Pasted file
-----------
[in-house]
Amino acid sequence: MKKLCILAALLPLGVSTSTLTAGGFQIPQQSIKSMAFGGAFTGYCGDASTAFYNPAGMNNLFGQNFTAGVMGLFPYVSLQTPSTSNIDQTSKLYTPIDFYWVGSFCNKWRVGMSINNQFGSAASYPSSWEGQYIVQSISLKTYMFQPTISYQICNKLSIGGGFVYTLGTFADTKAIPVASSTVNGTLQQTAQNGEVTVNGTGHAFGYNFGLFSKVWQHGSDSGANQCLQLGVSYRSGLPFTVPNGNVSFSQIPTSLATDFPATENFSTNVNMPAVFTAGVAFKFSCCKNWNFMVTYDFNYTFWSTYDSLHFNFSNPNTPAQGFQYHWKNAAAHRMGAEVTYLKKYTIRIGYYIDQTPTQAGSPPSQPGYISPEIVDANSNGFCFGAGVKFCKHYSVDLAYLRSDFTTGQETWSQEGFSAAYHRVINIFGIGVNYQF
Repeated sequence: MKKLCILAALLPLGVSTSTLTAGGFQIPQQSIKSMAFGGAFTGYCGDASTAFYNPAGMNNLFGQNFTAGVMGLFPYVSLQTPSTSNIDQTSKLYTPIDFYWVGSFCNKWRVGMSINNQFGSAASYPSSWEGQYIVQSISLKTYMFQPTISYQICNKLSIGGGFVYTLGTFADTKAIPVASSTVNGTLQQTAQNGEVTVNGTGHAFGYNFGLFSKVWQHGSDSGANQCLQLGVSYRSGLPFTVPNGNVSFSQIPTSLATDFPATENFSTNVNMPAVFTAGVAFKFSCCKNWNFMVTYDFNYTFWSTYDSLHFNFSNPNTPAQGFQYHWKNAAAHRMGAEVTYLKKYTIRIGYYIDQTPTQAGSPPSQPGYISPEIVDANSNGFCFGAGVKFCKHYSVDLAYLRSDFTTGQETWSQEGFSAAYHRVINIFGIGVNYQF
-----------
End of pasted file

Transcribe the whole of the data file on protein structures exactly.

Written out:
[in-house]
Amino acid sequence: MKKLCILAALLPLGVSTSTLTAGGFQIPQQSIKSMAFGGAFTGYCGDASTAFYNPAGMNNLFGQNFTAGVMGLFPYVSLQTPSTSNIDQTSKLYTPIDFYWVGSFCNKWRVGMSINNQFGSAASYPSSWEGQYIVQSISLKTYMFQPTISYQICNKLSIGGGFVYTLGTFADTKAIPVASSTVNGTLQQTAQNGEVTVNGTGHAFGYNFGLFSKVWQHGSDSGANQCLQLGVSYRSGLPFTVPNGNVSFSQIPTSLATDFPATENFSTNVNMPAVFTAGVAFKFSCCKNWNFMVTYDFNYTFWSTYDSLHFNFSNPNTPAQGFQYHWKNAAAHRMGAEVTYLKKYTIRIGYYIDQTPTQAGSPPSQPGYISPEIVDANSNGFCFGAGVKFCKHYSVDLAYLRSDFTTGQETWSQEGFSAAYHRVINIFGIGVNYQF
Repeated sequence: MKKLCILAALLPLGVSTSTLTAGGFQIPQQSIKSMAFGGAFTGYCGDASTAFYNPAGMNNLFGQNFTAGVMGLFPYVSLQTPSTSNIDQTSKLYTPIDFYWVGSFCNKWRVGMSINNQFGSAASYPSSWEGQYIVQSISLKTYMFQPTISYQICNKLSIGGGFVYTLGTFADTKAIPVASSTVNGTLQQTAQNGEVTVNGTGHAFGYNFGLFSKVWQHGSDSGANQCLQLGVSYRSGLPFTVPNGNVSFSQIPTSLATDFPATENFSTNVNMPAVFTAGVAFKFSCCKNWNFMVTYDFNYTFWSTYDSLHFNFSNPNTPAQGFQYHWKNAAAHRMGAEVTYLKKYTIRIGYYIDQTPTQAGSPPSQPGYISPEIVDANSNGFCFGAGVKFCKHYSVDLAYLRSDFTTGQETWSQEGFSAAYHRVINIFGIGVNYQF